How TV News Is Covering the Death of Fidel Castro

By Chris Ariens Comment

U.S. TV newsers have made their way to Havana to cover the death of former Cuban president Fidel Castro. In the early hours following Castro’s death Saturday, CNN’s Patrick Oppmann was the only U.S. TV correspondent in Cuba.

NBC’s Andrea Mitchell reported from Miami International Airport for Nightly News last night, but was reporting for the Today show from Havana this morning. Mitchell first interviewed Castro in 1999. NBC’s Kerry Sanders spent all of Saturday in Miami’s Little Havana for NBC and MSNBC. NBC News counts among its ranks a Cuban-American anchor. But because Jose Diaz-Balart anchored continuing coverage on Telemundo, NBC brought in Lester Holt to anchor Saturday’s broadcast. (Holt’s son Stefan Holt, an anchor at WNBC, is in Havana reporting for NBC affiliates.)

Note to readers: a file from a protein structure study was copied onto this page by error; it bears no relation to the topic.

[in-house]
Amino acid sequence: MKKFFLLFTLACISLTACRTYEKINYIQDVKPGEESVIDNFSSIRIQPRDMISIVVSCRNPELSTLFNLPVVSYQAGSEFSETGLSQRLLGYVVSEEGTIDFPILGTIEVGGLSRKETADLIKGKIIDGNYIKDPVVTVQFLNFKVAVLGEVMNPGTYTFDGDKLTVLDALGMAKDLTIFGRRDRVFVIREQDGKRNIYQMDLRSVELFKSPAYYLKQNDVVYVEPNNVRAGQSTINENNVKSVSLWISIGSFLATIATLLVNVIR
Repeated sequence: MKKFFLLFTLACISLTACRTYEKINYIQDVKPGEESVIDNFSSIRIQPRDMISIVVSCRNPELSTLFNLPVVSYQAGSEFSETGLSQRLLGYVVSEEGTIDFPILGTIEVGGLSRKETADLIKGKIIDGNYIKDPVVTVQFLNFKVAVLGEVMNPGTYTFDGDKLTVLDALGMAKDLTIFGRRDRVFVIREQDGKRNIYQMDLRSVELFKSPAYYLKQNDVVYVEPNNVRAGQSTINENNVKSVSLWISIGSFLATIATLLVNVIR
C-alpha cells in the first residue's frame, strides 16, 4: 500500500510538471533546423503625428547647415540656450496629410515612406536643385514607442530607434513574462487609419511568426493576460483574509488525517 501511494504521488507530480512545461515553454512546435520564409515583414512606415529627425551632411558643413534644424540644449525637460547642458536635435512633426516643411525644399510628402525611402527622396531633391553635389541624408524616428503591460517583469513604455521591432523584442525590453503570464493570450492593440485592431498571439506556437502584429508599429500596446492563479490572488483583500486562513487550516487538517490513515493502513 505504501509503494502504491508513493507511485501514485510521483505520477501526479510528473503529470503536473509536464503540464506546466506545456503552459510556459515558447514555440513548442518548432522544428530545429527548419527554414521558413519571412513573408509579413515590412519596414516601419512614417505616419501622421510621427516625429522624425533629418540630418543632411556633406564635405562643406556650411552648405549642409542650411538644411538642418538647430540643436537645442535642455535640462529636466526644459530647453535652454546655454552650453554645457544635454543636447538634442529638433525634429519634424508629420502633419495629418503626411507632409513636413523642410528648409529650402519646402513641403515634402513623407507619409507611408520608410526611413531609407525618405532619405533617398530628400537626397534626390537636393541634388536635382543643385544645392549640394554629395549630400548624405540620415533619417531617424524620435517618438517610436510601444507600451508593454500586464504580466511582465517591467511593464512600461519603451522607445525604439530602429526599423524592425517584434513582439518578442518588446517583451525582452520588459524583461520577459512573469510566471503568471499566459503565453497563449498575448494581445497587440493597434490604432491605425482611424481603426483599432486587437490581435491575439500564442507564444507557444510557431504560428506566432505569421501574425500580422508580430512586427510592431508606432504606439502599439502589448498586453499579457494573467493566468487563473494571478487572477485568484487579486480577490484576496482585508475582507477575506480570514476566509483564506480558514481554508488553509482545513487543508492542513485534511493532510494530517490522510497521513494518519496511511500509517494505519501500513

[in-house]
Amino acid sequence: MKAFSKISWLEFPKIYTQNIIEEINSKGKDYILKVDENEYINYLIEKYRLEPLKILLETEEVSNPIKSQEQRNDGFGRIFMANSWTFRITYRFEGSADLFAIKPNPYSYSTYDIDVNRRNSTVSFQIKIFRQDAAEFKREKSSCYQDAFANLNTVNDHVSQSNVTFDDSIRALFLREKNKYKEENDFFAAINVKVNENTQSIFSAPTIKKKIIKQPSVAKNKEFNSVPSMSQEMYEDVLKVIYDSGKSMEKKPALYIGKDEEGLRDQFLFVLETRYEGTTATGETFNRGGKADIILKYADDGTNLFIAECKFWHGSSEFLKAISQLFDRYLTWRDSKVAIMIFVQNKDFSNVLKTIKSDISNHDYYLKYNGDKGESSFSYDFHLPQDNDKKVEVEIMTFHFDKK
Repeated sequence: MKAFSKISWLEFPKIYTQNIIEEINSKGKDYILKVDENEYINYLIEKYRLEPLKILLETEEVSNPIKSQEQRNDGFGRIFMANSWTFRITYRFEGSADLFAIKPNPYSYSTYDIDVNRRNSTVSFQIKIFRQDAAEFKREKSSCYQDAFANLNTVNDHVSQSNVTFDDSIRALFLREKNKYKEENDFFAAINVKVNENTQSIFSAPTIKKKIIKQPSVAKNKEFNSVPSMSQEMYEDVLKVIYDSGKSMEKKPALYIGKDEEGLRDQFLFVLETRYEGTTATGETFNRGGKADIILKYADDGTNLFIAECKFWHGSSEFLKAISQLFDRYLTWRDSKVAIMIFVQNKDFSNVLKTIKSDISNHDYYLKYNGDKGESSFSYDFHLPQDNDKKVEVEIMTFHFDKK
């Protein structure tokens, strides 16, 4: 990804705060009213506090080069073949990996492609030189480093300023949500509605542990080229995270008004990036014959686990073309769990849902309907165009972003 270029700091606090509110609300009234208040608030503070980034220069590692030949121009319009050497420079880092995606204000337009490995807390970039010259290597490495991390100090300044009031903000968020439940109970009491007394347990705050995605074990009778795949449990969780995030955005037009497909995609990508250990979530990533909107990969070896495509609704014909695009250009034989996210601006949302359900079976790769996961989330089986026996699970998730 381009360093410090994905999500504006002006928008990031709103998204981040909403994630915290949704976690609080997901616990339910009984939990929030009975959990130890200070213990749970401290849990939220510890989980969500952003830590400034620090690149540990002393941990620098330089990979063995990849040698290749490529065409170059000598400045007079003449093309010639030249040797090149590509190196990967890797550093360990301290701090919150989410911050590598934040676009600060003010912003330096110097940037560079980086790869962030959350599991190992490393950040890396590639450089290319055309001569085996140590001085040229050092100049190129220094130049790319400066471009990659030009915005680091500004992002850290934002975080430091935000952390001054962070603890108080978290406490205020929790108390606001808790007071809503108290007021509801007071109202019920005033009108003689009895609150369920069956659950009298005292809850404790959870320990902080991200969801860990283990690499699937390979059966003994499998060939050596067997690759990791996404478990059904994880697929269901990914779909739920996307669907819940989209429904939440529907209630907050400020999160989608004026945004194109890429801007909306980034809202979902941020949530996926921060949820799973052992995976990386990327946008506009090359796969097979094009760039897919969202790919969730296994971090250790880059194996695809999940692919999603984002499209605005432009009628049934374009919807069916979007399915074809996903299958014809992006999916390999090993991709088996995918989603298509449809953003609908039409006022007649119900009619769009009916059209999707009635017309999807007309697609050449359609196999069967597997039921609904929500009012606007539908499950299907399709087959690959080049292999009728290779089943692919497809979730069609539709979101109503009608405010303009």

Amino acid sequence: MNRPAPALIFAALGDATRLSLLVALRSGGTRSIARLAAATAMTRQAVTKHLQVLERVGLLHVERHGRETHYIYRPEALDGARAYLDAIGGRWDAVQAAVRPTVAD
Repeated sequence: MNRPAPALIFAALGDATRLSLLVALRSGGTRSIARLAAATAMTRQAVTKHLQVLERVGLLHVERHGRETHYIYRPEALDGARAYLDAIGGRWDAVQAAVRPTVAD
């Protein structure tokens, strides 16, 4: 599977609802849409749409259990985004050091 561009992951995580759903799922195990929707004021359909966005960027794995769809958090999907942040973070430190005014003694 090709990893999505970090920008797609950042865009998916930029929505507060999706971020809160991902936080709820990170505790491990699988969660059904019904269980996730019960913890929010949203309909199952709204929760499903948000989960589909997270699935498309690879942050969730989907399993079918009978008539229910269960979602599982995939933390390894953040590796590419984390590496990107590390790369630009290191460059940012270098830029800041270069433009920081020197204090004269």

ABC’s David Muir will anchor World News Tonight Sunday from Havana. Jim Avila, who was in Cuba the day the U.S. announced a return to relations with the island nation two years ago, was back in Havana this morning. He’s made more than 20 trips to Cuba over the last 22 years.

ABC’s Gio Benetiz, a Miami native and Cuban-American, is in Little Havana reporting on reaction. ABC’s Barbara Walters interviewed Castro twice, the first time 39 years ago. “He was charming and fiercely guarded about his private life,” she said in a statement Saturday. “He called our interviews ‘fiery debates.’ During our times together, he made clear to me that he was an absolute dictator and that he was a staunch opponent of democracy. I told him that what we most profoundly disagreed on was the meaning of freedom.”

CBS Sunday Morning had several stories on Castro’s death. CBS’s Manuel Bojorquez is in Havana and Jonathan Vigliotti reported on international reaction from London.

Fox News has Phil Keating reporting from Miami and Steve Harrigan in Havana.

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